HVAC Integrator’s ‘Billing’ Connection Led to Target Breach

The HVAC contractor linked to the Target breach says the only data connection between the two companies was a billing system. ICS experts, meanwhile, decry the security of bridges between IT and facilities systems.

The heating, ventilation and air conditioning contractor linked to the Target breach said its data connection to the giant retailer was “exclusively for electronic billing, contract submission and project management,” the company’s president and owner said yesterday.

Ross E. Fazio said in a statement that his company, Fazio Mechanical Services, was also compromised and that it is cooperating with Target and the Secret Service in the investigation of the breach that spanned most of the Christmas shopping season and resulted in the loss of 40 million payment cards and the personal information of 70 million individuals.

Fazio also squashed initial speculation that his company remotely monitors and manages Target’s environmental controls such as heating, cooling and refrigeration.

“Like Target, we are a victim of a sophisticated cyber attack operation,” Fazio said. “Target is the only customer for whom we manage these processes on a remote basis. No other customers have been affected by the breach.”

Fazio Mechanical Services is based in Sharpsburg, Pa., and specializes in supermarket refrigeration systems. Legitimate credentials providing access to the Target corporate network were stolen from Fazio Mechanical Services, sources told Krebs on Security.

Fazio’s declaration that it does not remotely monitor energy consumption and remotely manage temperatures for Target debunks theories that the hackers had bridged the HVAC system and pivoted from there to the corporate network. Hackers were able to upload RAM scraping malware to point of sale systems and exfiltrate stolen payment card data via a server inside the Target firewall to the attackers’ remote server.

While some security experts questioned why there wasn’t better segmentation between the two networks if this were the case, industrial control system security experts on the SCADASEC mailing list said that many building automation networks often are integrated with corporate networks. One post describes a typical environment where a workstation is tasked with managing a building automation system and a DSL line connects it to the Internet.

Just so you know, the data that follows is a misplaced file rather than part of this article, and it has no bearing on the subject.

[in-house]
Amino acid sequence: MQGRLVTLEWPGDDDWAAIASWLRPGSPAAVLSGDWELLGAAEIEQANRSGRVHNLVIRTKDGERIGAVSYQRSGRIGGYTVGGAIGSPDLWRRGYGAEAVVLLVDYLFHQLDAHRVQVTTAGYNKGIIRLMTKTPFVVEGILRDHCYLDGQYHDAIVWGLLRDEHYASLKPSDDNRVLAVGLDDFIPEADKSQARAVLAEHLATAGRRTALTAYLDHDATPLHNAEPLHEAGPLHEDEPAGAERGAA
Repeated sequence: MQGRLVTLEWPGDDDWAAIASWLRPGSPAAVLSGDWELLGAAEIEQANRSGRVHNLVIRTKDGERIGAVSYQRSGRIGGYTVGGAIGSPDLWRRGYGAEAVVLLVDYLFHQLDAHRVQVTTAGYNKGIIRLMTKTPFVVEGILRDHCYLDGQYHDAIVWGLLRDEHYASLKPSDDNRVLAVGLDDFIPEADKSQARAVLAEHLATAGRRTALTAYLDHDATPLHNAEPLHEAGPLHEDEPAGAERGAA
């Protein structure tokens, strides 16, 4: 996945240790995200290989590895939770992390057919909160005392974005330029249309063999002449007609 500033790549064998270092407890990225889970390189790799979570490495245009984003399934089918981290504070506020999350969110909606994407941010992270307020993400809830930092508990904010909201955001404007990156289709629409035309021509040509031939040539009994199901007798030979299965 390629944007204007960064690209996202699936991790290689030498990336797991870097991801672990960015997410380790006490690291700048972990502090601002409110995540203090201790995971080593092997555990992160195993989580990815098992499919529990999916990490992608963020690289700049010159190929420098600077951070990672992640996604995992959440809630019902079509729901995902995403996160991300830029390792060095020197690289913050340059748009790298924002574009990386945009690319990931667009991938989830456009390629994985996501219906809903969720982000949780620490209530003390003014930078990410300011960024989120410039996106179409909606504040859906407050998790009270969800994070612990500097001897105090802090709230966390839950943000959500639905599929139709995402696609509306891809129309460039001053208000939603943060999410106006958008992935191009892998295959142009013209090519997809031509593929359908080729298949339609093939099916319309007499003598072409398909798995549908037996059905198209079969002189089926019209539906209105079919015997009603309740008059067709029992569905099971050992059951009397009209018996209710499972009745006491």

“It happens all the time,” said Billy Rios, director of vulnerability research and threat intelligence at Qualys. “We’ve done assessments where we exploit an Internet-facing HVAC system and pivot to the corporate network. Pivoting from the HVAC system to the corporate network is really trivial; it’s designed to be a bridge like that.”

Large retailers such as Target are perfect examples of this scenario where a third-party integrator is hired for environmental control, which is generally done remotely over the Internet rather than sending technicians on-site, said Rios, a long time SCADA and ICS pen-tester who has reported dozens of building management system vulnerabilities to the Industrial Control System Computer Emergency Response Team (ICS-CERT).

An integrator’s job is to install equipment, and often it’s done without much consideration for cybersecurity. Rios said there are no centralized security standards they are required to adhere to with regard to remote access.

“Every HVAC integrator is doing their own thing; there’s no control,” Rios said. “They put in remote access the way they want to put it in. Sometimes these guys just bring in a cable modem and the organization doesn’t realize the bridge to the Internet exists. Pivoting becomes trivial at that point. Some of the stuff we’ve seen is appalling.”

One such example Rios said was the reuse of common passwords by an integrator for all its customers.

“This way, the technician knows one set of credentials that gets them into all their customers,” Rios said. “If one organization gets compromised, the chances are all of them are going to get compromised. These are super common problems and it’s totally crazy.”

Another issue plaguing building management systems is that often they don’t fall under the auspices of IT management, rather facilities or operations. Many of these systems are embedded and are running Windows or Linux and they’re hardly ever monitored by security tools such as antimalware or egress filtering.

“When you see some of these systems taken out of facilities and turned over into IT, they turn on the security stuff and see they’ve been compromised, that a system is reaching out to different IP addresses or stuff is out of date,” Rios said.

“We’ve seen this coming for a long time, and there’s still a long way to go,” Rios said. “Integrators have to get their act together; vendors have to get their act together; and end users have to understand the threat. It’s a three-legged stool and until we get all three legs working together, we’re going to have a lot of problems.”

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